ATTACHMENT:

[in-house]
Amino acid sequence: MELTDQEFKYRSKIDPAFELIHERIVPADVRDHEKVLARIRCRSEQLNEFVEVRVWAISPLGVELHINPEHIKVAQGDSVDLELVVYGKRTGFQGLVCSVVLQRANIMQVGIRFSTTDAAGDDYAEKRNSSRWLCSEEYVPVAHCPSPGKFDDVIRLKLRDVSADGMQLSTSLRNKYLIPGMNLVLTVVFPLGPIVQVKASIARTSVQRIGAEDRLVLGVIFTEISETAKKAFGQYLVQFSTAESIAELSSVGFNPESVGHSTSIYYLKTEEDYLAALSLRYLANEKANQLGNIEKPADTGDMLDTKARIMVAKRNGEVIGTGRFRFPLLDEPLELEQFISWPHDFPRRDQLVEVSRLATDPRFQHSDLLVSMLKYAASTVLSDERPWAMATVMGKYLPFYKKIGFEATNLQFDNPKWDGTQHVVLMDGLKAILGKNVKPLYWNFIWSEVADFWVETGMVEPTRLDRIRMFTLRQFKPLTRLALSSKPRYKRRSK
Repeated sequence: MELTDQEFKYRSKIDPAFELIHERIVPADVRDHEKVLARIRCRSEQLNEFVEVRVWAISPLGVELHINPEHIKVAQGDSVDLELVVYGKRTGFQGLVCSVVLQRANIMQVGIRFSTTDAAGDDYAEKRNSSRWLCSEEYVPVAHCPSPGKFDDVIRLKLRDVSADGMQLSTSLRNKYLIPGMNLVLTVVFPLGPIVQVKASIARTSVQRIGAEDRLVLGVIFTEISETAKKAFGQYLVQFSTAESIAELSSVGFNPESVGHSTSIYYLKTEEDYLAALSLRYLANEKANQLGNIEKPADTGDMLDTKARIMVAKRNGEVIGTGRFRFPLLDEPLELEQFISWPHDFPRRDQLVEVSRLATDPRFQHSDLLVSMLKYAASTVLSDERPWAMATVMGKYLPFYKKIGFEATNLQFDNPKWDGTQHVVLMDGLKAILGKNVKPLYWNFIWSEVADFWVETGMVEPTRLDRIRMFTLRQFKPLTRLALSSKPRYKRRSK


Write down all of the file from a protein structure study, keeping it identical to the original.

[in-house]
Amino acid sequence: MELTDQEFKYRSKIDPAFELIHERIVPADVRDHEKVLARIRCRSEQLNEFVEVRVWAISPLGVELHINPEHIKVAQGDSVDLELVVYGKRTGFQGLVCSVVLQRANIMQVGIRFSTTDAAGDDYAEKRNSSRWLCSEEYVPVAHCPSPGKFDDVIRLKLRDVSADGMQLSTSLRNKYLIPGMNLVLTVVFPLGPIVQVKASIARTSVQRIGAEDRLVLGVIFTEISETAKKAFGQYLVQFSTAESIAELSSVGFNPESVGHSTSIYYLKTEEDYLAALSLRYLANEKANQLGNIEKPADTGDMLDTKARIMVAKRNGEVIGTGRFRFPLLDEPLELEQFISWPHDFPRRDQLVEVSRLATDPRFQHSDLLVSMLKYAASTVLSDERPWAMATVMGKYLPFYKKIGFEATNLQFDNPKWDGTQHVVLMDGLKAILGKNVKPLYWNFIWSEVADFWVETGMVEPTRLDRIRMFTLRQFKPLTRLALSSKPRYKRRSK
Repeated sequence: MELTDQEFKYRSKIDPAFELIHERIVPADVRDHEKVLARIRCRSEQLNEFVEVRVWAISPLGVELHINPEHIKVAQGDSVDLELVVYGKRTGFQGLVCSVVLQRANIMQVGIRFSTTDAAGDDYAEKRNSSRWLCSEEYVPVAHCPSPGKFDDVIRLKLRDVSADGMQLSTSLRNKYLIPGMNLVLTVVFPLGPIVQVKASIARTSVQRIGAEDRLVLGVIFTEISETAKKAFGQYLVQFSTAESIAELSSVGFNPESVGHSTSIYYLKTEEDYLAALSLRYLANEKANQLGNIEKPADTGDMLDTKARIMVAKRNGEVIGTGRFRFPLLDEPLELEQFISWPHDFPRRDQLVEVSRLATDPRFQHSDLLVSMLKYAASTVLSDERPWAMATVMGKYLPFYKKIGFEATNLQFDNPKWDGTQHVVLMDGLKAILGKNVKPLYWNFIWSEVADFWVETGMVEPTRLDRIRMFTLRQFKPLTRLALSSKPRYKRRSK